• Hot pluggable devices: Less downtime.

Comment Re: It's not just IT (Score 5, Insightful) 152

There are a couple of problems with that.

A company, especially a large one, would have multiple levels of management. A vice president has meeting with his directors, they can't answer until they talk to their direct reports who can't answer until they talk to their direct reports who actually know something. You end up with high latency for even simple topics.

If the intermediate managers have no technical background, you will end up with a grapevine effect. If you don't understand what you are getting from your direct reports how can you effectively write it down in preparation for the upcoming meeting?

"The application has a high turn rate and the high latency on the network is causing it to be slow"

"He said the network was too slow."

"I was told that we doubled the bandwidth on the network. What are you talking about?

"Upper management said it can't be the network, they had the bandwidth doubled."

"It's not a bandwidth problem, it's a high latency problem.

"I don't understand. Should we have networking check to see if there is a problem with the network? I''l setup a meeting with the networking group."

They have to understand the technology, otherwise the grapevine effect will kill you. The bigger the company, the worse it will get.

Finally, if you have multiple direct reports, how do you resolve a conflict of ideas when you have no idea what they are talking about? Put it to a vote? An experienced manager with a technical background would be able to ask the right questions to determine the pros and cons of each idea.

Comment Re:If you ride a bike... (Score 4, Insightful) 696

Some drivers are malicious. One of my wife's students was rear ended after stopping for a stop sign. He went flying and broke his arm. The driver told him to get off the road and drove off. I stopped riding a bike in the 80s after multiple cars sideswiped me, once when I was on the sidewalk. It seemed like it was safer in the 70s and then in the early 80s drivers starting hitting cyclists like it was a sport.

My wife and I are riding again, but only on the rail trails.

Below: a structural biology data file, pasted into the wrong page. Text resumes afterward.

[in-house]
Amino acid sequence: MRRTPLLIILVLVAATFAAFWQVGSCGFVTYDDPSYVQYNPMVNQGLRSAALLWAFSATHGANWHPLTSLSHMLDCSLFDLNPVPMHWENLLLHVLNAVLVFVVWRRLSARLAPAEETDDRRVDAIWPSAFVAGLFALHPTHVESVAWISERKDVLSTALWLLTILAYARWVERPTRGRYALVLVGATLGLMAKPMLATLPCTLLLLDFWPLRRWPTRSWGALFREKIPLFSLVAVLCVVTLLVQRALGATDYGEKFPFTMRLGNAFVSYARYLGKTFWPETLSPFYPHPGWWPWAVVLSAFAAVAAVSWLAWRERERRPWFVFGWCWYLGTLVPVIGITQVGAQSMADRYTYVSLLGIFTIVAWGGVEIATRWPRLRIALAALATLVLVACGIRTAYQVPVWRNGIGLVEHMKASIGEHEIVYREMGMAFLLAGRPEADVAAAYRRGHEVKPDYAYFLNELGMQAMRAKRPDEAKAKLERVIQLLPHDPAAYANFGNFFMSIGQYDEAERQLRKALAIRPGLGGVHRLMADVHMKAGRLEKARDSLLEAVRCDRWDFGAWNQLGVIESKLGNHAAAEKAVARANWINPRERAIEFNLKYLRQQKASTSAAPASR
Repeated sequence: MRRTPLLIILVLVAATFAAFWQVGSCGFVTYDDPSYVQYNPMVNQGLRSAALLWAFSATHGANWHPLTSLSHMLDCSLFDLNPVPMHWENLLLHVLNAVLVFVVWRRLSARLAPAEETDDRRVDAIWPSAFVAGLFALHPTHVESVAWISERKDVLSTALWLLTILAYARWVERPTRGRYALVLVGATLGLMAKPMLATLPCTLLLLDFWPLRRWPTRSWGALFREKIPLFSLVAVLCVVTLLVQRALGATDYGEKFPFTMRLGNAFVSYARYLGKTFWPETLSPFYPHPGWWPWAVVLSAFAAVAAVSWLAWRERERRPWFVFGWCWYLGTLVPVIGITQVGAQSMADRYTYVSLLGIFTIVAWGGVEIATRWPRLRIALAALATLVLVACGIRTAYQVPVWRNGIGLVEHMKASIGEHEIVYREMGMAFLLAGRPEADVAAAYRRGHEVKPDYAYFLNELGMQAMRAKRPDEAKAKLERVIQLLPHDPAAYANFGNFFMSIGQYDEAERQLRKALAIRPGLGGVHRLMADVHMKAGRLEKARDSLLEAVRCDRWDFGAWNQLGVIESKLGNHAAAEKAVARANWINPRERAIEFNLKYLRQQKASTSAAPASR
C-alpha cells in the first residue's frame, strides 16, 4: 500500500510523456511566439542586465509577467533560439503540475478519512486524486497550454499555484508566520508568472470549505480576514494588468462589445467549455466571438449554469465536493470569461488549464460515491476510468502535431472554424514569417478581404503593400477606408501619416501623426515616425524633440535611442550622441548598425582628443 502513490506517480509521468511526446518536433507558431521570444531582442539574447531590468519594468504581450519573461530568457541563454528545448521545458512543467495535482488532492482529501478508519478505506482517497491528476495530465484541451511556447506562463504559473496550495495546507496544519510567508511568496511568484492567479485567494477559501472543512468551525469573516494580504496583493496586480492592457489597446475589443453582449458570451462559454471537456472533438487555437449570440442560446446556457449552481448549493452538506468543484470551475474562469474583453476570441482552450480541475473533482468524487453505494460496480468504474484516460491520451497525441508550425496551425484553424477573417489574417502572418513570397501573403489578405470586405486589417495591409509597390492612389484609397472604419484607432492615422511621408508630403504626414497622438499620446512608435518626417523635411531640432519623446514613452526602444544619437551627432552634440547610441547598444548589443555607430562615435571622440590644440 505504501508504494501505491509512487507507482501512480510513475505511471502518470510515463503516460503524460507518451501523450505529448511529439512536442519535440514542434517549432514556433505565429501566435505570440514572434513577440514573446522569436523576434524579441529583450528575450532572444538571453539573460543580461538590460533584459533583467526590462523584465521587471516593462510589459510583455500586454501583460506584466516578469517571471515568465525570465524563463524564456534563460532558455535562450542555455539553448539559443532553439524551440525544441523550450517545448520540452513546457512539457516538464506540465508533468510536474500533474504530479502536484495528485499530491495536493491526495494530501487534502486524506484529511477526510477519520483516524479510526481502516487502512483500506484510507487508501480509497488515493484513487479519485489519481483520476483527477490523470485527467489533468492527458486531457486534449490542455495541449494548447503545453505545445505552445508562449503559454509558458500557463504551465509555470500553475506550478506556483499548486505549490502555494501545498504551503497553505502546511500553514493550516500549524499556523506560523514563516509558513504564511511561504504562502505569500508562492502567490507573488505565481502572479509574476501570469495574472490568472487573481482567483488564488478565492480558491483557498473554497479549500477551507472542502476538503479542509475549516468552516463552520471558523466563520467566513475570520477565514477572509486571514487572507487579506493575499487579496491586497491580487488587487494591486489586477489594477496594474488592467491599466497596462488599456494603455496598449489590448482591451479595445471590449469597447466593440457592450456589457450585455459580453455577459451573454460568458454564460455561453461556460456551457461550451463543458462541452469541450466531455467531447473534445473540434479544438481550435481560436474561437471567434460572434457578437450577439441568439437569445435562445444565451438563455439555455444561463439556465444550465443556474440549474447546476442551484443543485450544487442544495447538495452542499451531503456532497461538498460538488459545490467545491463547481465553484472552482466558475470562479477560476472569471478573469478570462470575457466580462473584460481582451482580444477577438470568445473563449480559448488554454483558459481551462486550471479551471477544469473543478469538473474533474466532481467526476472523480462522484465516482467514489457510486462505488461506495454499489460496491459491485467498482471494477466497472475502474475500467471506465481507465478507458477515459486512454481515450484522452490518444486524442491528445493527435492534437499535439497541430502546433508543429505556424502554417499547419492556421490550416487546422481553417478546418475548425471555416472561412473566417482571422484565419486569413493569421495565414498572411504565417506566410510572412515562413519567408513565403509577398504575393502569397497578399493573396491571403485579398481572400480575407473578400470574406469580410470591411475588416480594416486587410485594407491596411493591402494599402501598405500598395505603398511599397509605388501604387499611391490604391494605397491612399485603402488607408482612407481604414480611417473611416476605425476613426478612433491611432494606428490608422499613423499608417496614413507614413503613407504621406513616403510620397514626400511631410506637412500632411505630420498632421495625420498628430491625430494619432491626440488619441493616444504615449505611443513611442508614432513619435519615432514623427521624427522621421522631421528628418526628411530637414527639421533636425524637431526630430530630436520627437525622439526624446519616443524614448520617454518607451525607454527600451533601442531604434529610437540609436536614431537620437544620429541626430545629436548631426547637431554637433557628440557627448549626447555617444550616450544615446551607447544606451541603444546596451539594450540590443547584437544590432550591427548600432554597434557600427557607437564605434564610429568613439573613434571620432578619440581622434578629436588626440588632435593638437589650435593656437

Comment Re:wtf? (Score 1) 270

Windows 3.1 wasn't complicated at all. What kind of moron thinks otherwise??

I'm guessing it's the same person who provoked a study into whether the instructions for using a condom required a college degree.

What nobody realized is that Boeing pawned a janitor off as a scientist and Microsoft didn't catch on. Having used their products, I can honestly see that happening.

Comment For people with only one hand for typing? (Score 1) 698

I went six months without the use of my left hand because of an injury. During that time I used the "caps lock" key extensively. I know I'm not the only one who had to use it at some point in time. Some people will always need access to it.

Are you seriously hoping to make a change that will mess with the unfortunate because YOU don't require it? Maybe they should spend extra to get a special keyboard after the "caps lock" is removed? Was there a study done to see how many people use handicap ramps?

Comment Re:High fat? (Score 1) 244

Why do you care how I kill myself, as long as I'm making an informed decision?

The lifetime cost of diabetes is around $85,000, so I suppose you might argue that my poor diet raises your health insurance premiums. The lifetime cost of a single knee replacement is around $130,000, so I would counter that it is 3x more expensive to be an avid runner who wears out both his knees than to be a diabetic.

The cost for diabetes is a lot higher than that, especially when the patient is older and requires home care. Healthy walks or bicycling work as well. And you're assuming someone with diabetes is less likely to require knee replacement surgery or are they more likely to have their limbs amputated? What's the cost for a prosthetic?

Comment Re:Height increase justifies nothing (Score 1) 409

It's inaccurate for most people. If you're tall then it doesn't scale correctly. I'm 6'2", should I weigh 145 pounds? The BMI calculation would say that was normal weight! I'm 225 with a 36" waist, which almost makes me obese. I exercise and try to eat right, most of the time. If I trimmed down to 200 pounds I would still be considered overweight!